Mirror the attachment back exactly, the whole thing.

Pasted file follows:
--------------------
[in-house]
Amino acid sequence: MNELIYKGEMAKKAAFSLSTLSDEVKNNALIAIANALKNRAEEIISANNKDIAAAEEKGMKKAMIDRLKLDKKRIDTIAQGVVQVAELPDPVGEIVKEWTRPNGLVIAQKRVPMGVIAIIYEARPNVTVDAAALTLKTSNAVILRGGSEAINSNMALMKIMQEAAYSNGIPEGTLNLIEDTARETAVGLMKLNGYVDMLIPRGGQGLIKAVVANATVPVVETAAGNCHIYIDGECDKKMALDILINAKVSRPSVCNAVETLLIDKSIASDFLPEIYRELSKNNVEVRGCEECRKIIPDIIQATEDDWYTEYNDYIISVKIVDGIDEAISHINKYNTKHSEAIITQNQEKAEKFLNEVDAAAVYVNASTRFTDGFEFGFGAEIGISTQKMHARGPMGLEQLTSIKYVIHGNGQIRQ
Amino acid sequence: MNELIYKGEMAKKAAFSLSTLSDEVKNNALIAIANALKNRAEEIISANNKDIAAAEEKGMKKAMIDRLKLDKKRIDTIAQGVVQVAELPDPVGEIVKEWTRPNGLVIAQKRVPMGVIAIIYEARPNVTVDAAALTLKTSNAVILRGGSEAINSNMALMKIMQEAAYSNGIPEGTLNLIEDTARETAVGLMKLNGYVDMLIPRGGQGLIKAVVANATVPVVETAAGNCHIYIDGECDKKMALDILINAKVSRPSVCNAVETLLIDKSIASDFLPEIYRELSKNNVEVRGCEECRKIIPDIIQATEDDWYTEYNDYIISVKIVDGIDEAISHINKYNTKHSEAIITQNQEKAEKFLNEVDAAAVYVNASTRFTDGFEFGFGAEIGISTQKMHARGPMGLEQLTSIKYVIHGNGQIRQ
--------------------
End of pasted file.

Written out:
[in-house]
Amino acid sequence: MNELIYKGEMAKKAAFSLSTLSDEVKNNALIAIANALKNRAEEIISANNKDIAAAEEKGMKKAMIDRLKLDKKRIDTIAQGVVQVAELPDPVGEIVKEWTRPNGLVIAQKRVPMGVIAIIYEARPNVTVDAAALTLKTSNAVILRGGSEAINSNMALMKIMQEAAYSNGIPEGTLNLIEDTARETAVGLMKLNGYVDMLIPRGGQGLIKAVVANATVPVVETAAGNCHIYIDGECDKKMALDILINAKVSRPSVCNAVETLLIDKSIASDFLPEIYRELSKNNVEVRGCEECRKIIPDIIQATEDDWYTEYNDYIISVKIVDGIDEAISHINKYNTKHSEAIITQNQEKAEKFLNEVDAAAVYVNASTRFTDGFEFGFGAEIGISTQKMHARGPMGLEQLTSIKYVIHGNGQIRQ
Amino acid sequence: MNELIYKGEMAKKAAFSLSTLSDEVKNNALIAIANALKNRAEEIISANNKDIAAAEEKGMKKAMIDRLKLDKKRIDTIAQGVVQVAELPDPVGEIVKEWTRPNGLVIAQKRVPMGVIAIIYEARPNVTVDAAALTLKTSNAVILRGGSEAINSNMALMKIMQEAAYSNGIPEGTLNLIEDTARETAVGLMKLNGYVDMLIPRGGQGLIKAVVANATVPVVETAAGNCHIYIDGECDKKMALDILINAKVSRPSVCNAVETLLIDKSIASDFLPEIYRELSKNNVEVRGCEECRKIIPDIIQATEDDWYTEYNDYIISVKIVDGIDEAISHINKYNTKHSEAIITQNQEKAEKFLNEVDAAAVYVNASTRFTDGFEFGFGAEIGISTQKMHARGPMGLEQLTSIKYVIHGNGQIRQ